In basements that are predominately dry the breakdown of the wall tanking would be more likely, with water tracking to a weak point which might be the floor/wall junction
Wednesday 11 April 2007 3.19pm
>>>by a process of elimination usually

So... if having eliminated the obvious likely causes you still cannot justify the cause of damp, you attribute it to 'rising damp'. Clever!


I presume that you use a damp meter?
Thursday 12 April 2007 12.49pm
Falling somewhere in the middle, what I was trying to say is dont asssume rising damp. It can be all sorts of things. Hence using a reliable builder or a sensible surveyor. (Trick here is to walk round with them, even on a house valuation, as they are usually prepared to say more than they will ever put on paper.)

In another property, which we bought in the dark as the electricity had been cut off, damp that showed up in the valuation survey as rising dame from the back wall of the Victorian extension proved to be a pipe leaking under a concrete floor.

So do I agree with both Rick B and Mapmaker? Make sure you elimate everything else before assuming rising damp.
Thursday 12 April 2007 1.33pm
We've now had an offer accepted on a new build with garden and had our valuation for mortgage done today. Exchange and completion within 28 days. No worries re damp etc so we are happy!
Thursday 12 April 2007 2.31pm
But potential problems with condensation. Damp in another form. Some new build properties are so sealed that there is nowhere for the moisture to go.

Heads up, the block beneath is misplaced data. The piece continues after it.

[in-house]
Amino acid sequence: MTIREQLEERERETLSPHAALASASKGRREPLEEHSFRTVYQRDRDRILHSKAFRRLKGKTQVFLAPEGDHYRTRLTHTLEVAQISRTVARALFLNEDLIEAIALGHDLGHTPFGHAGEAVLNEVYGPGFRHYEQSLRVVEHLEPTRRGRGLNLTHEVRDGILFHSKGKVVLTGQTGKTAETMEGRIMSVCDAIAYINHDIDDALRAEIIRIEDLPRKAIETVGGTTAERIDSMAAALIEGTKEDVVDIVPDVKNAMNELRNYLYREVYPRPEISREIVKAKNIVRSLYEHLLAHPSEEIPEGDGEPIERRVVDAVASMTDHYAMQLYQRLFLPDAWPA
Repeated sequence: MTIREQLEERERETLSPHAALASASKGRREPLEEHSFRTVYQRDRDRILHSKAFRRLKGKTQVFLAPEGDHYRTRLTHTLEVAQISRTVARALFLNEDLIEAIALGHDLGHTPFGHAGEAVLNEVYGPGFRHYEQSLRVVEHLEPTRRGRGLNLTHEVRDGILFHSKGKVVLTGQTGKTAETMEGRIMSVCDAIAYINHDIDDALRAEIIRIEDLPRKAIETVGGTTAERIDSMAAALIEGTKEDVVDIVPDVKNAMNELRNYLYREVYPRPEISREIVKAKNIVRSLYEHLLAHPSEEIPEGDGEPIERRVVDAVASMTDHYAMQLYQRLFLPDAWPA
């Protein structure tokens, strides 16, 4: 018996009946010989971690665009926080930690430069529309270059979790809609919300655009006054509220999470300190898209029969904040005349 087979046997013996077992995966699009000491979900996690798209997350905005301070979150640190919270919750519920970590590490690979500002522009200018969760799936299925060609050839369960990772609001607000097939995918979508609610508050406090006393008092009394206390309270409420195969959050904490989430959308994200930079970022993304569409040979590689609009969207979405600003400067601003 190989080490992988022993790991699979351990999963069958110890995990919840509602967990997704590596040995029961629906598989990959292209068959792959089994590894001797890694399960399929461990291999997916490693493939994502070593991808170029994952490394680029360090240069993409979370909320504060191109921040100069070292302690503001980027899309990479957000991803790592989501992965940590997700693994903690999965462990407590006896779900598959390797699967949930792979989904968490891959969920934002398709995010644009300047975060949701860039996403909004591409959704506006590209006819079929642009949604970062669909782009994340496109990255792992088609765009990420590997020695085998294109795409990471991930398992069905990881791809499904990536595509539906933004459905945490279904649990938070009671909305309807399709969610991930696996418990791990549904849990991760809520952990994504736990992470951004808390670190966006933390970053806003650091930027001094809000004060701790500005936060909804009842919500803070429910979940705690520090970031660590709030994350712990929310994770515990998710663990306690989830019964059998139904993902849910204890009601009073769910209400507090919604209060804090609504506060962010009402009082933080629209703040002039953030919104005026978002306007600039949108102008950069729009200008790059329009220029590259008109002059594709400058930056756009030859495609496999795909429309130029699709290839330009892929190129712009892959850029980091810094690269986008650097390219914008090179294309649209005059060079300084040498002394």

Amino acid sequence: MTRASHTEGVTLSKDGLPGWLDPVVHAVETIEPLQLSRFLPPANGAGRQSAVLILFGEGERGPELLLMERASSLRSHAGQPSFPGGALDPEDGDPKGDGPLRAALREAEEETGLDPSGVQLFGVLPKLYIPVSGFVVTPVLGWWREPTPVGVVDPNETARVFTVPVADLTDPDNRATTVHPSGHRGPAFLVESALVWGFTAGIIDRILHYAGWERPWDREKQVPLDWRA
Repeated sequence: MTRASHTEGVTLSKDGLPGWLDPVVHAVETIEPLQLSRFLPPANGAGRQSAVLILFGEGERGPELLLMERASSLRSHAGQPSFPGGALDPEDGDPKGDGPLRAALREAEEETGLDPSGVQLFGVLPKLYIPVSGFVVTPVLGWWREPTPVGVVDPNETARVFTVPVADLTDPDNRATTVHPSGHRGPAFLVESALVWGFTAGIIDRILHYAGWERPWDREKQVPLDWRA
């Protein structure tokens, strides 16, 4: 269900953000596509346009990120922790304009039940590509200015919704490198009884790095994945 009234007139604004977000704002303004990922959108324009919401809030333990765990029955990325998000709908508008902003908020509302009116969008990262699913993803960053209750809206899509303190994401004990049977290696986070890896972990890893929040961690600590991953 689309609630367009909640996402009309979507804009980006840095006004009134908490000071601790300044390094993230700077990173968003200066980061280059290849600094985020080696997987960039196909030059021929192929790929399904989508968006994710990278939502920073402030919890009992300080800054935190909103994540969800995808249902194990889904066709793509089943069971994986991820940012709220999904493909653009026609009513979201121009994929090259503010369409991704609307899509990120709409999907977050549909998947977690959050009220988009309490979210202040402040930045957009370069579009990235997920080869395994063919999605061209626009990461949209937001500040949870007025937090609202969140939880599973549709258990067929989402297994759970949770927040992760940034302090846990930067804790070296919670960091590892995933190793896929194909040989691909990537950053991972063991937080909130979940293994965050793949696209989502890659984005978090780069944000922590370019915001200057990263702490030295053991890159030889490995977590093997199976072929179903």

I am being mean. Congratulations. Where is it?
Thursday 12 April 2007 6.44pm
Silence from our 'expert' I note. And that will be because capillary action just doesn't work that way in a wall built from bricks and mortar. Damp can certainly track up between bricks and plaster - so yes, it can rise. However, these damp-proofing charlatans who diagnose 'rising damp' treat the rising damp by injecting the brickwork with a 'chemical damp course'.

Several problems follow:

1. The chemicals used are highly toxic. You really don't want them in your house if you plan on living there.

2. The problem is not with the brickwork. The problem is with the brick-plaster interface. Therefore... injecting the brickwork with a dubious chemical is not a solution to the problem.

3. Injecting brickwork... how on earth do you inject brickwork? Bricks are pretty solid things; you can't inject dubious substances into bricks and expect the bricks to absorb said substance!

4. The work will be guaranteed. (Just like timber treatment.) But these treatment companies have a nasty habit of setting up a new subsidiary company on a regular basis to make these guarantees - so your guarantee becomes worthless as their previous company, who guarantee your work, is liquidated.
Thursday 12 April 2007 7.07pm
It's in Nunhead.

Mapmaker you are right re guarantees- that's what happened to my parents.
Until recently they had a 5 storey house in Hampstead including a basement that had been converted into a dining room and utility room.
The damp course had been installed by previous owner and it had a 15 yr guarantee.
Of course the damp was still a problem and the room was very cold. They just could not not get rid of it. The firm who did damp proofing found some way of getting out of honouring it and my dad said those guarantees aren't worth the paper they're written on.